Photo: US Government via the ICAN Flickr Stream CC BY-NC 2.0.

Nonviolence, Nuclear Disarmament, Peace

A Theological Foundation for Rejecting the Possession and Use of Nuclear Weapons

Marie Dennis (former co-president of Pax Christi International) and Ken Butigan (Pace Bene) reflect on a Theological Foundation for Rejecting the Possession and Use of Nuclear Weapons:

The Universal Ethic of Nonviolence Rooted in the Life and Mission of Jesus

read more : click here

Nuclear Disarmament, Peace

Marshall Islands – a tragic confluence of nuclear testing and climate change

by Claude Mostowik, msc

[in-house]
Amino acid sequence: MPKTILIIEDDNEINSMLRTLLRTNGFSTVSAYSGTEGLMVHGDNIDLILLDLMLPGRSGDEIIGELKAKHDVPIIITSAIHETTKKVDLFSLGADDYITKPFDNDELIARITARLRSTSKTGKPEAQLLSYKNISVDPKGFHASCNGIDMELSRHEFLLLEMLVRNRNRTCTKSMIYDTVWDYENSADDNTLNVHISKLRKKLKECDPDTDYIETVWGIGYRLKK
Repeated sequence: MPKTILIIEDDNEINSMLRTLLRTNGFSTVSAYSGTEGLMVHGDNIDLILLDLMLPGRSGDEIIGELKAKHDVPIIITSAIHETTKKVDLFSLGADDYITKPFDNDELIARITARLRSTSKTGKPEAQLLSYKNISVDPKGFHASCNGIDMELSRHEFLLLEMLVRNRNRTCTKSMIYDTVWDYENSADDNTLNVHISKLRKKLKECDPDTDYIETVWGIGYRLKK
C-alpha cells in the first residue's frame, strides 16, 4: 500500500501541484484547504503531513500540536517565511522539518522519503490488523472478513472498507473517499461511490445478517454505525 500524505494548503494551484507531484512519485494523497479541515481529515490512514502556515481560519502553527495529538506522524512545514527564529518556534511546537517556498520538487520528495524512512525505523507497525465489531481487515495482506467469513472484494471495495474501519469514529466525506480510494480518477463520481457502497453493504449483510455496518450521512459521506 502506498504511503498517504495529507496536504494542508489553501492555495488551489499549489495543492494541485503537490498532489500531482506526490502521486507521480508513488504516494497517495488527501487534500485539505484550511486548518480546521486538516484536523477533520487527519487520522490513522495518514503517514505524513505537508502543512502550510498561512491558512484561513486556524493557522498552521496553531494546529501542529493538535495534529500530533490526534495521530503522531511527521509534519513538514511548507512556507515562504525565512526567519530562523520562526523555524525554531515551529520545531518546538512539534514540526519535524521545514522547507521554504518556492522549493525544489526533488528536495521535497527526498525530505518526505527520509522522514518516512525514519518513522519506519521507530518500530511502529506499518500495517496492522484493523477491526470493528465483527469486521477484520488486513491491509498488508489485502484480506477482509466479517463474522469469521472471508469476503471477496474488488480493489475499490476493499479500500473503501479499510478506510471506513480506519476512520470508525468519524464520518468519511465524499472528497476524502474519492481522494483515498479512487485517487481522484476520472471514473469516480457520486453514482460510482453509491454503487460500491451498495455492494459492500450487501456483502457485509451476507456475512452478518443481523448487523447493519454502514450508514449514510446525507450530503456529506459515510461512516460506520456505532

Pax Christi Australia

A chosen people

In 1946, after a Sunday church service, the people of Enewetak Atoll (also known as Bikini Atoll) were told they are a chosen people, like the Israelites, who would deliver humanity from future wars as the US perfected the atomic bomb. Within weeks after the people being relocated, the first tests began. The so-called ‘promised land’ was a destroyed land.

Background

The Marshall Islands (RMI), with its 29 coral atolls, lie between Hawaii and Australia. In 1914, they were captured by Japan. When Japan was defeated by the US in 1944, the Japanese bases became U.S. military bases. Its remote location, sparse population, and proximity to other U.S. military bases, made it seem ideal for testing of U.S. nuclear weapons. Between 1946 and 1958, the United States conducted 67 nuclear tests in the Marshall Islands, 23 at Bikini Atoll, and 44 near Enewetak Atoll, but the fallout was not contained to these atolls. It became the most contaminated place on Earth and the people are still dealing with the fallout more than 70 years later.